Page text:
This seems to be the path that the U.S. is following. Congress has been in deadlock for the past three presidencies, and there is no indication that this trend is likely to change. The terms Republican and Democrat have been replaced with Conservative and Liberal in casual conversation because the two former terms are to close in political ideology. The tension between people of opposing parties is so thick that it can be cut with a knife. It is not inconceivable that one party could resort to the killing of the other. Moreover, this has happened all round the world, in places like Uganda and South Africa, even in the United States. In 2016, a man of color was punched in the face by a Trump supporter at one of his rallies.

Following the change to a monarchy, Rome endured a number of dangerously unqualified emperors who had no political background. I feel as though this is now happening to the U.S. Now, I am by no means suggesting that our current president is as dangerous as Nero or Caligula, but my fear is that now that the door for people with no political background has been opened, that people whose only interest is personal gain will soon be bidding for the office of presidency. Just as the the unqualified Emperors of Rome, the U.S. will be brought only tragedy by having a demigod in office.

Finally, Rome fell amidst a shrinking border and tens of political murders. In short all of these problems stem from a doger of a democratic government: corruption. The destruction of the Roman Republic and the Roman Empire can be traced back to greedy and corrupt politicians acting in their own interest. It is my dearest hope that the United States does not reach this point.

However, Rome is not the only great empire in history whose decline mirrors that of the United State’s current situation. The fall of Persia appears to mimic the current United States. The fall of the Persian Empire was ultimately do to social unrest and corruption. The collapse that I am talking about is not Alexander the Great’s conquering of Persia, as the true Persia, the Sassanids Dynasty, had fallen before this time. What Alexander fought was a shell of the Persian Empire.

It is generally thought that King Xerxes the Great was the last of the true Persian rulers. For after his death, the empire was ruled by weak willed and unqualified leaders. Once more, as soon as an empire had weak or incompetent leaders, that nation suffered.

Xerxes I

Xerxes I rule started in 465 B.C. His reign is categorized as a period of cruelty. Xerxes I became the ruler because his father, King Darius, desired that he had to put down revolts that had started in Egypt, and left Xerxes in his place. Egypt was revolting to a prolonged period of heavy taxes. A modern example of this sort of revolution is that today republicans are protesting heavy taxes, and “revolted” against the abolishment by ensuring that a Washington outsider took office. Xerxes I was an outsider, who only came to rule do to his bloodline, which spelled disaster for the Sassanids.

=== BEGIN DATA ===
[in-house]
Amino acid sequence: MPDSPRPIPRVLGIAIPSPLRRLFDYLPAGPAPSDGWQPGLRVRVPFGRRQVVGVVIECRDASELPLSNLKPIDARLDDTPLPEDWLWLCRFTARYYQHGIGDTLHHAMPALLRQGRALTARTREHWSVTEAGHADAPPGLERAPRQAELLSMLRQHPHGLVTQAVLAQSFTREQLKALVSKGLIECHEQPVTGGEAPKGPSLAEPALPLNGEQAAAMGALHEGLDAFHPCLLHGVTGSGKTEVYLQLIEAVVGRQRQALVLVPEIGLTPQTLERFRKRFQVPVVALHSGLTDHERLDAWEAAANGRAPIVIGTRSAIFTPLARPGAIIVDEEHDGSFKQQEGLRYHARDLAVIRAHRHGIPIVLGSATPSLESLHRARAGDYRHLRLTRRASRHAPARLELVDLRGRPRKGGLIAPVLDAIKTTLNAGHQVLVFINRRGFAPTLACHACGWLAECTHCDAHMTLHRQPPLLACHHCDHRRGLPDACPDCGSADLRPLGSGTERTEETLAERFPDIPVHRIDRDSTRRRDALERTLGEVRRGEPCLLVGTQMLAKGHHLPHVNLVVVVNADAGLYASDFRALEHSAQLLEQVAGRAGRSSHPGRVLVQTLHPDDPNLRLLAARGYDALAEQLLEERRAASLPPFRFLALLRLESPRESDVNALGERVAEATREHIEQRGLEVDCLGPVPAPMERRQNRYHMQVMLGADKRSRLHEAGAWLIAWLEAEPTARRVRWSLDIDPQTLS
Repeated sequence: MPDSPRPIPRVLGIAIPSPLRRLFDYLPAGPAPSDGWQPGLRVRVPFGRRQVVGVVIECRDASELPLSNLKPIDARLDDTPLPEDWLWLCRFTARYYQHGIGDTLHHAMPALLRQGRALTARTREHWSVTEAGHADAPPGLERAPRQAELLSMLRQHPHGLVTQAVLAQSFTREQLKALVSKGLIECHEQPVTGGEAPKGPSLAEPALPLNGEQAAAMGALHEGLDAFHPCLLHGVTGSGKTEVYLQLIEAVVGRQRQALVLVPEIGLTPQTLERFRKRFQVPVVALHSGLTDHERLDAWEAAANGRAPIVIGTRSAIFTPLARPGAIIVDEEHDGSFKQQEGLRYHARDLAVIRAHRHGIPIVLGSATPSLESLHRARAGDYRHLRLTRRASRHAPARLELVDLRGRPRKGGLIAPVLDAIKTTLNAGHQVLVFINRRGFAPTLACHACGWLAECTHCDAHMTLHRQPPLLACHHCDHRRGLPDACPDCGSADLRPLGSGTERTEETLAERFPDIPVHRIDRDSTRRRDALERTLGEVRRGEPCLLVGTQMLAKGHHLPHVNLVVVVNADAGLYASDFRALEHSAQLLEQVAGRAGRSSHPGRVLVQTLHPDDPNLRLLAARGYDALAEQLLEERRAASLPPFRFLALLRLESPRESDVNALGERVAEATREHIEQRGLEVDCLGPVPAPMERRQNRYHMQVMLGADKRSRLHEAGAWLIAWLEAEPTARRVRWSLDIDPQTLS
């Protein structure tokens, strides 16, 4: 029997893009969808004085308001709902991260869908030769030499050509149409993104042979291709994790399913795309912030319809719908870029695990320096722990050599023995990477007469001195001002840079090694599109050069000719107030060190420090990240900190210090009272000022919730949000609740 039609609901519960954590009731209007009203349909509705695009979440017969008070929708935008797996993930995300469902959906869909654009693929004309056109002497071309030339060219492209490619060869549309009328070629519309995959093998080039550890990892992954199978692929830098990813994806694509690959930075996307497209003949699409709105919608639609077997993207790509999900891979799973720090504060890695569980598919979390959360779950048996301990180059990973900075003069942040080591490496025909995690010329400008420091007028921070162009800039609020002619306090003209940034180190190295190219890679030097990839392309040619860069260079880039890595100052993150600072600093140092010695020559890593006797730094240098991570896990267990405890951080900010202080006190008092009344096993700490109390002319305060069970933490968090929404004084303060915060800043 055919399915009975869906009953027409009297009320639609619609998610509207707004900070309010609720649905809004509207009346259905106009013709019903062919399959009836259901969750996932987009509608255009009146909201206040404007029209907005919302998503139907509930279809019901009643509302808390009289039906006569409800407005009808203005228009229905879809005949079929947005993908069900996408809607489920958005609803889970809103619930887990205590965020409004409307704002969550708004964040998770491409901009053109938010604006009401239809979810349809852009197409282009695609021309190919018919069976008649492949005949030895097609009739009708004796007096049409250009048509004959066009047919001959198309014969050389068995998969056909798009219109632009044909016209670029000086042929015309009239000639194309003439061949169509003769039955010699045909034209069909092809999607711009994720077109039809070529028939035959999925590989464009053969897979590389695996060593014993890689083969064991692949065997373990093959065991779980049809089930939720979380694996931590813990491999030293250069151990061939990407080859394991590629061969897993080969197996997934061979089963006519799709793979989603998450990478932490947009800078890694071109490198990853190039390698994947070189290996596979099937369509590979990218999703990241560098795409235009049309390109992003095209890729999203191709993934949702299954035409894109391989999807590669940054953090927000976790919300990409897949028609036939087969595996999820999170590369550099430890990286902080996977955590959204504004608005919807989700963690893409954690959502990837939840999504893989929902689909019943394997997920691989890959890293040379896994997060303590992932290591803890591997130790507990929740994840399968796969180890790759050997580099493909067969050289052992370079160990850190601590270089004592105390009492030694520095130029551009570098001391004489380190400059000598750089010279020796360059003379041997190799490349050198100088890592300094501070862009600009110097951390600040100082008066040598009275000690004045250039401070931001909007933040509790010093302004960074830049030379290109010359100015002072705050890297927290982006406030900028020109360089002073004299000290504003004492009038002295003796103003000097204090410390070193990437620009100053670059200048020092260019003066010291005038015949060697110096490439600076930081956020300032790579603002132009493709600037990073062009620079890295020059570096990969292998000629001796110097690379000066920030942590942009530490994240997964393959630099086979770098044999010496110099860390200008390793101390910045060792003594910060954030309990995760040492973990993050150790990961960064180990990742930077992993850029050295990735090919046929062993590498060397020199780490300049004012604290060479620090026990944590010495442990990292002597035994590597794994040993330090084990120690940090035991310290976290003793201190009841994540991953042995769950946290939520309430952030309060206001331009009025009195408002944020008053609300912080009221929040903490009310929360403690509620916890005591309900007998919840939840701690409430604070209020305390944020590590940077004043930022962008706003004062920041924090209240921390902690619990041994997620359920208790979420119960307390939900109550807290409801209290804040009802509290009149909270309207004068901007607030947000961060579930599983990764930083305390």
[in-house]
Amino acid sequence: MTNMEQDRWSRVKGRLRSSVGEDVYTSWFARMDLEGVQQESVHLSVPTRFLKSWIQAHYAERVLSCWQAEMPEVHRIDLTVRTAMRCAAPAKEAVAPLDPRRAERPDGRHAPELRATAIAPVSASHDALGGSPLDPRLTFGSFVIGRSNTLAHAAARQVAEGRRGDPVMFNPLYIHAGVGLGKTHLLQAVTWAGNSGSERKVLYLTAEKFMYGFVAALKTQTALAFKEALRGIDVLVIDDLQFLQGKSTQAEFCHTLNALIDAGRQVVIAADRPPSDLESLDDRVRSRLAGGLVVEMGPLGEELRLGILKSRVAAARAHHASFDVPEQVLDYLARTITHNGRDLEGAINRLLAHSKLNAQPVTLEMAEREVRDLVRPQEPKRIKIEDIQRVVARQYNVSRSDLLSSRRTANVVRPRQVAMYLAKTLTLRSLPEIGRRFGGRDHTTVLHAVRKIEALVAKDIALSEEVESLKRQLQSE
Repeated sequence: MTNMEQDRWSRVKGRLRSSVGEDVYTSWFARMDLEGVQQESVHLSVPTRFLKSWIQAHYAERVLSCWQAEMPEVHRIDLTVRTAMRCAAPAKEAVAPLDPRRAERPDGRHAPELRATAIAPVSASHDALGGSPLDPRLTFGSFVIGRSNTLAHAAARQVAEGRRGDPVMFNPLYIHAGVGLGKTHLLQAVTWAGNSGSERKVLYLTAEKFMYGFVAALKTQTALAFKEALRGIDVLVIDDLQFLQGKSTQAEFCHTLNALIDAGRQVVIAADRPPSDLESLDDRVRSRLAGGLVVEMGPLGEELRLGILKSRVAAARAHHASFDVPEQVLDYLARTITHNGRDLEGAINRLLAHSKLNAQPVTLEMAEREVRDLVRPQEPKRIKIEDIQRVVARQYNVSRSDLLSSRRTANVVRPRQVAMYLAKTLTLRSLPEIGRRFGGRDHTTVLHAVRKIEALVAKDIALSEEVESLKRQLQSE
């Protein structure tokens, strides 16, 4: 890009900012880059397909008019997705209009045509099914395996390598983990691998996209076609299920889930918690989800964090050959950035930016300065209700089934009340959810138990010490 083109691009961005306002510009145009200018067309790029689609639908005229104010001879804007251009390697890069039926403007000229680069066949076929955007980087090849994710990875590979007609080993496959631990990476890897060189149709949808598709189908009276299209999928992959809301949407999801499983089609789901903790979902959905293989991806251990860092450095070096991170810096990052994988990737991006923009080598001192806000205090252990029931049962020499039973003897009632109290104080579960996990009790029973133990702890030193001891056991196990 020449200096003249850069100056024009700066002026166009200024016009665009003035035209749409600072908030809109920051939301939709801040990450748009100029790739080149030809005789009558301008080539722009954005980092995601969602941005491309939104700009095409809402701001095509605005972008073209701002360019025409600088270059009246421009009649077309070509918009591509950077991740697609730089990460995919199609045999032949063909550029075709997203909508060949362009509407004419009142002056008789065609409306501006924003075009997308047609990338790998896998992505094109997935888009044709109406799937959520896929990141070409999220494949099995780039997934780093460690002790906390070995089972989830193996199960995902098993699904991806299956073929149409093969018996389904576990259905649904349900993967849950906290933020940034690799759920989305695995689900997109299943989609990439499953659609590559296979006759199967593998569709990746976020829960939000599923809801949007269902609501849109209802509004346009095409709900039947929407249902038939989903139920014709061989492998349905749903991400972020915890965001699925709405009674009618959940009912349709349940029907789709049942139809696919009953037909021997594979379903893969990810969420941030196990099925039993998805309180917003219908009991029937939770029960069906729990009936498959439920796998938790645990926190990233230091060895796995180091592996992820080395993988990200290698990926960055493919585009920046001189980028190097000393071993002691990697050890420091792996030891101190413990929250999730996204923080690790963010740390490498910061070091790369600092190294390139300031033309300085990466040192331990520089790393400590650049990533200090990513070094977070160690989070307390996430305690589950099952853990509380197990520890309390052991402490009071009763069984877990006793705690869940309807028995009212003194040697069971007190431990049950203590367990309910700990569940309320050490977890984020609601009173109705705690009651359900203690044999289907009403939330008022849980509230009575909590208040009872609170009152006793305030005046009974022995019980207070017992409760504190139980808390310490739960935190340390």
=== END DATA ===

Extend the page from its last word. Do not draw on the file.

Xerxes I was assassinated by a member of his bodyguard. After his death, Persian was plunged into a period of uncertainty. Taxes increased in an attempt to keep satraps (a position similar to a governor) in check. The Persian Empire started over spending on their military. Soon their monetary system collapsed, people were angry, and the Persian Government was riddled with corruption. This lead to the ultimate decline of the first Persian Empire. The various proteins that made up the Persian Empire started breaking away and revolting. The United States should acknowledge the dangers of having an unhappy, angry population, as that is what case the Persians to split.

The Soviet Empire

Arguably the most well known collapse is that of the Soviet Union. In the United States, we as a nation, look at the collapse of the Soviet Union as a victory, when in fact it should be seen as a lesson and warning. The destruction of the U.S.S.R. can be boiled down to a nationalist movement and overspending on a military. During the Cold War, the Soviet Union started excess spending on their military in an attempt to crush the United States in the arms race. However, the true effect was that it weakened the Soviet economy. Millions of dollars were spent on weapon development, many of which were never used. Similarly, in the United States over 100 million dollar have been spent on the F-35 fighter jet. Even though the plane does not work, this has not stopped the U.S. government from continue pouring money into this jet’s development. It is erie how similar the United States and Soviet Union appear when you examine their spending patterns. Both nations spent exuberant amounts of money on military equipment that did not work or has not been used. This overspending leads to inflation.